alexa The Association Between Perception of Sensitive Skin and Objective and Subjective Measures in Women with Urinary Incontinence

ISSN: 2327-4972

Family Medicine & Medical Science Research

  • Research Article   
  • Fam Med Med Sci Res 2017, Vol 6(3): 221
  • DOI: 10.4172/2327-4972.1000221

The Association Between Perception of Sensitive Skin and Objective and Subjective Measures in Women with Urinary Incontinence

Mylissa M. Trowbridge1*, Richard Cheng2 and Miranda A. Farage1
1Department of Global Clinical Sciences, The Procter & Gamble Co, Cincinnati, OH, USA
2Department of Quantitative Sciences, The Procter & Gamble Co, Cincinnati, OH, USA
*Corresponding Author: Mylissa M. Trowbridge, Department of Global Clinical Sciences, The Procter & Gamble Co, Cincinnati, OH, USA, Tel: 1-513-767-2333, Email: [email protected]

Received Date: Nov 20, 2017 / Accepted Date: Dec 01, 2017 / Published Date: Dec 11, 2017

Abstract

Purpose: To determine the prevalence of perceived sensitive skin in urinary incontinent women, and explore associations with objective and subjective measures. Methods: A sensitive skin questionnaire was administered to 122 predominantly obese, frequent urinary incontinent women normally using protective underwear and recruited from the general population in St. Petersburg, Florida and San Antonio, Texas between October 2013 and February 2014. Their sensitive skin perception was compared with: 1) genital erythema, transepidermal water loss (TEWL) in the population, and subgroups of diabetic/menopausal status, and 2) product-related experiences. ]Results: Population of 72% postmenopausal, 82% non-diabetic women, reported overall (62%), facial (50%), genital (41%), and body (39%) skin sensitivity. No statistical differences or trends found with diabetic/menopausal profile. Sensitive skin perception corresponded to higher (worse) erythema and TEWL scores over time, with some statistically significant differences for TEWL: overall buttock site on Day 14 (p=0.02), non-diabetic buttock (p=0.03), postmenopausal buttock (p=0.01) and labia majora (p=0.03) sites at Day 7 and at the buttock (p=0.01) site on Day 14. There was a statistically discernable perceived irritation due to products used in the genital area for subjects with perceived sensitive skin (p<0.05), and sensitive skin subjects were more likely to avoid certain ingredients and look for claims related to sensitive skin (p<0.01). Conclusions: Based on this study, no association was seen between perception of sensitive skin and diabetic/ menopausal status. Skin sensitivity was associated numerically with higher (worse) erythema and TEWL scores, some reaching statistical significance. Sensitive skin consumers were more likely to experience product irritation used in the genital area, avoid certain ingredients, and look for sensitive skin claims. The diabetic population was small in this study, and a larger study is needed for final conclusion.m.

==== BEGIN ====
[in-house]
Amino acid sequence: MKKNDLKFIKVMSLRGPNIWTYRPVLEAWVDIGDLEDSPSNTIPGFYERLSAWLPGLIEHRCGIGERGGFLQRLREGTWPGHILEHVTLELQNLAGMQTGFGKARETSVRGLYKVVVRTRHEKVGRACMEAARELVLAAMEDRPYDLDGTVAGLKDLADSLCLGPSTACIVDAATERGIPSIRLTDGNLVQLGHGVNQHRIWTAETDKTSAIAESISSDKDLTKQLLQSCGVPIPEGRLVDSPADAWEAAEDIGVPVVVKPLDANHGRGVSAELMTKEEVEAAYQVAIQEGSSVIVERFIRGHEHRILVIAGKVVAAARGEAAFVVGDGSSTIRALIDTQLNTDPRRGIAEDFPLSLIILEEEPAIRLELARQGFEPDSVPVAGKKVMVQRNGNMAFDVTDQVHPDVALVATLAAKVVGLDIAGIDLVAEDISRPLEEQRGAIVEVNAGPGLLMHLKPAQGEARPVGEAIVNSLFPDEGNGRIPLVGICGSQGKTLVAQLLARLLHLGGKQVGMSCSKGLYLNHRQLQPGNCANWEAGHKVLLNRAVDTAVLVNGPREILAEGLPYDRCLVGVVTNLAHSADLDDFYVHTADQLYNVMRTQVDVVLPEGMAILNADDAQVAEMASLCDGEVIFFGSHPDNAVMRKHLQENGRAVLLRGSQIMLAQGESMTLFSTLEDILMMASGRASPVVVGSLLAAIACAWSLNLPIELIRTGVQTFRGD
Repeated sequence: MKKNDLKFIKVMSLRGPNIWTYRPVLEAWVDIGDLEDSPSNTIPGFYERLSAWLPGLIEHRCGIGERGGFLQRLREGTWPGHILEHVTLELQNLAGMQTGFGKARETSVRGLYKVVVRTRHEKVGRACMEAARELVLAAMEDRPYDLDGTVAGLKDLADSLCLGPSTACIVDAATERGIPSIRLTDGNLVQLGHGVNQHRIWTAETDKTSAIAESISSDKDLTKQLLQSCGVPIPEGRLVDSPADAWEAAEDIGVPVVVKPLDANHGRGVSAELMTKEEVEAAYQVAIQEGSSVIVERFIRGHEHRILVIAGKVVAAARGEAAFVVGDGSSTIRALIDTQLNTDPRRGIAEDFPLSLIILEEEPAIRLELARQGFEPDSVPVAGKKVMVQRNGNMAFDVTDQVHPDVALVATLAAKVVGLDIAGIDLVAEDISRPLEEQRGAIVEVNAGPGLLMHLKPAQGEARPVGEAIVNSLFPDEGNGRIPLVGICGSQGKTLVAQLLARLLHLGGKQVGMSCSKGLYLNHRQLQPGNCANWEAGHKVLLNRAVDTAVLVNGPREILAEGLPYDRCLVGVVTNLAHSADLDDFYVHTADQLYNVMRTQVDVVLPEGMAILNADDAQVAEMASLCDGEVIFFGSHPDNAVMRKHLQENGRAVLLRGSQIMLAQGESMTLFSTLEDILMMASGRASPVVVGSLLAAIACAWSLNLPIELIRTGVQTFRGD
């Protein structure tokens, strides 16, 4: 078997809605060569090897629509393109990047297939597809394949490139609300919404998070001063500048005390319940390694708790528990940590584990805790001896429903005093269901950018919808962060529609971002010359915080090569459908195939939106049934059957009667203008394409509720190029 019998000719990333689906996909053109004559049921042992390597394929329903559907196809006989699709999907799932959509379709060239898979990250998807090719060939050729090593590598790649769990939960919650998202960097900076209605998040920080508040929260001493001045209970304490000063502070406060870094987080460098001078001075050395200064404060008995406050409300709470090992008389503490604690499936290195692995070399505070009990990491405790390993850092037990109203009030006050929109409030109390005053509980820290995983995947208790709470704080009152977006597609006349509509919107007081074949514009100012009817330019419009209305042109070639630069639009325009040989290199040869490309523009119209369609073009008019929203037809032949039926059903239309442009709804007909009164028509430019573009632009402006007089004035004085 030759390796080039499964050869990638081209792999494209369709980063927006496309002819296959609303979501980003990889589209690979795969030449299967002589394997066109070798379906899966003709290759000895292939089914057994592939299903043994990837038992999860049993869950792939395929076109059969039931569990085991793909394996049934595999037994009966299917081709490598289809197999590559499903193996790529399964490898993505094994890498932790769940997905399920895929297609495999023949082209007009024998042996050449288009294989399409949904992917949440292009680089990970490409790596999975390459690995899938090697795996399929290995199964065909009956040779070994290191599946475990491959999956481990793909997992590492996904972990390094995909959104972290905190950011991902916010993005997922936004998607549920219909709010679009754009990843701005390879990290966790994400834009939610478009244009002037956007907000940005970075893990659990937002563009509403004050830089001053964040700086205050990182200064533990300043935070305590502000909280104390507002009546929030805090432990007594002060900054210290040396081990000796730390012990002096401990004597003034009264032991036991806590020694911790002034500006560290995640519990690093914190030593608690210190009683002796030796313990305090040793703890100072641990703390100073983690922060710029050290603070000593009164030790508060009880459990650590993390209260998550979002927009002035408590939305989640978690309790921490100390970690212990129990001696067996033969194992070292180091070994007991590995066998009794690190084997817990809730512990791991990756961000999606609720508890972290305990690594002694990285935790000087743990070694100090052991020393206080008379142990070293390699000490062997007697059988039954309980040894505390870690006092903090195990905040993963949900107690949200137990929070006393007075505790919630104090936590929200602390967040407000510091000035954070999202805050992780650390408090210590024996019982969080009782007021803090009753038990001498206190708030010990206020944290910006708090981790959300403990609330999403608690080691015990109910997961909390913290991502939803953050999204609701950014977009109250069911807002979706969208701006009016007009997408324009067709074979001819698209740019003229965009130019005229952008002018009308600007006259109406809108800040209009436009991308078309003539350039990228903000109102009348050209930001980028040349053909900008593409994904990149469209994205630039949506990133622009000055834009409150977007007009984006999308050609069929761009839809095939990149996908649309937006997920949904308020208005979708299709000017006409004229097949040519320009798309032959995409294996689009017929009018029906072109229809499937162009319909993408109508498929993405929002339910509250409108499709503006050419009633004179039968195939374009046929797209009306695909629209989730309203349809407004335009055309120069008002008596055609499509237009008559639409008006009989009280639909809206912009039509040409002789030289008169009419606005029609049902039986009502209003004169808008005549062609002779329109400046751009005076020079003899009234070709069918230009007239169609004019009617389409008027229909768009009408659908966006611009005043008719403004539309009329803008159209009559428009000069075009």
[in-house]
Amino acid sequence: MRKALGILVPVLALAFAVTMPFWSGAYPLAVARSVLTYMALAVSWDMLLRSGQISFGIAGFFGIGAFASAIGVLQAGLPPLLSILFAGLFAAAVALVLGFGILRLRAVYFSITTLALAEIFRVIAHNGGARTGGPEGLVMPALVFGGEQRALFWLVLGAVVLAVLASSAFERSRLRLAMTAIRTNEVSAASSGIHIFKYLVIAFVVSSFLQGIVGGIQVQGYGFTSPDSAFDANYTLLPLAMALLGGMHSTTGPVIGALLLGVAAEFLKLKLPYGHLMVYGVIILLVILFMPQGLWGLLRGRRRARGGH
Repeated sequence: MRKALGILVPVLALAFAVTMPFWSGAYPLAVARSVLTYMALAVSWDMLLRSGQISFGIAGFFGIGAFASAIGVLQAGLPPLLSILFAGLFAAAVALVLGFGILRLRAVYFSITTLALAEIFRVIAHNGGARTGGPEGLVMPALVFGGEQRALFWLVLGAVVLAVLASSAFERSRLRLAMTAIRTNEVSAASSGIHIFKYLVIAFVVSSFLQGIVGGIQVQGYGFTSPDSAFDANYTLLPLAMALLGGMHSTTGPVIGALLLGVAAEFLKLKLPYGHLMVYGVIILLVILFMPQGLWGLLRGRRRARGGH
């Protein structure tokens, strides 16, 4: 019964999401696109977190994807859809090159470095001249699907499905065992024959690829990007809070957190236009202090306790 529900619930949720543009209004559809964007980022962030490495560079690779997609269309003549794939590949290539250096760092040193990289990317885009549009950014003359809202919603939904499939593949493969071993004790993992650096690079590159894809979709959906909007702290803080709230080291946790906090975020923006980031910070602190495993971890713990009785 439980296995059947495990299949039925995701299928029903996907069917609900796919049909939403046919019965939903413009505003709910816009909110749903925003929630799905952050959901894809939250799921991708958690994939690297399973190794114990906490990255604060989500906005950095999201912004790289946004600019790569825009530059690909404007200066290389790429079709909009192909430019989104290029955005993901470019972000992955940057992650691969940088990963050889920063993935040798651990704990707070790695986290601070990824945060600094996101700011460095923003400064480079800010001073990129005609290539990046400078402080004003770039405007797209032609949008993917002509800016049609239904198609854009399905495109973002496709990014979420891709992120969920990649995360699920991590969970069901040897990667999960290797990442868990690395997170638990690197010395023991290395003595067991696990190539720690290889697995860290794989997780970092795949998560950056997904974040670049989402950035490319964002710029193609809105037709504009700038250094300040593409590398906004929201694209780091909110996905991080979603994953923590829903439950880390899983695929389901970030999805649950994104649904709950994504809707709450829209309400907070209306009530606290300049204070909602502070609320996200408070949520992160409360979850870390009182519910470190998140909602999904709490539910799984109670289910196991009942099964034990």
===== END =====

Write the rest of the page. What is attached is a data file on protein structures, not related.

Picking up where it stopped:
Keywords: Female, Diabetic, Erythema, Protective underwear, Sensitive skin, Urinary incontinence

Introduction

Sensitive skin represents a complex clinical challenge for dermatologists, and other skin care professionals. It is defined as patient report of prickling, burning or tingling sensation, due to physical, chemical, psychological, or hormonal factors, which may not include clinical signs or objective skin health measures expected in inflammatory or allergic reactions [1]. Sensitive skin has been reported throughout the body [2], and its pathophysiology is poorly understood [3-6]. Despite methodological differences (questionnaires used, anatomical sites investigated), epidemiological studies across industrialized world, including United States, United Kingdom, and France show the general population majority report sensitive skin, with higher prevalence in women vs. men [7].

Involuntary bladder control loss, termed urinary incontinence (UI), is a common health problem, especially among women. Rough female population prevalence estimates range from 5% to 69% globally [8]. Cultural differences, willingness to report, and methodological research differences are factors impacting the variation. Most studies report any UI prevalence in 25% to 45%, with 10% of adult women reporting at least weekly urine leakage [9]. Known risk factors for UI include increased body mass index (BMI), diabetes, and aging [9]. Several cross-sectional studies document an association between depression and incontinence [9], and urinary incontinent women have been shown to have a high overall perception of sensitive skin [10].

Treatment options for UI range from conservative lifestyle interventions, such as pelvic floor muscle training to more invasive treatments as pharmaceuticals and surgery [9]. Some women manage UI with absorbent products; therefore, it is important for manufacturers to understand self-perception of sensitive skin to develop better products targeted for this population.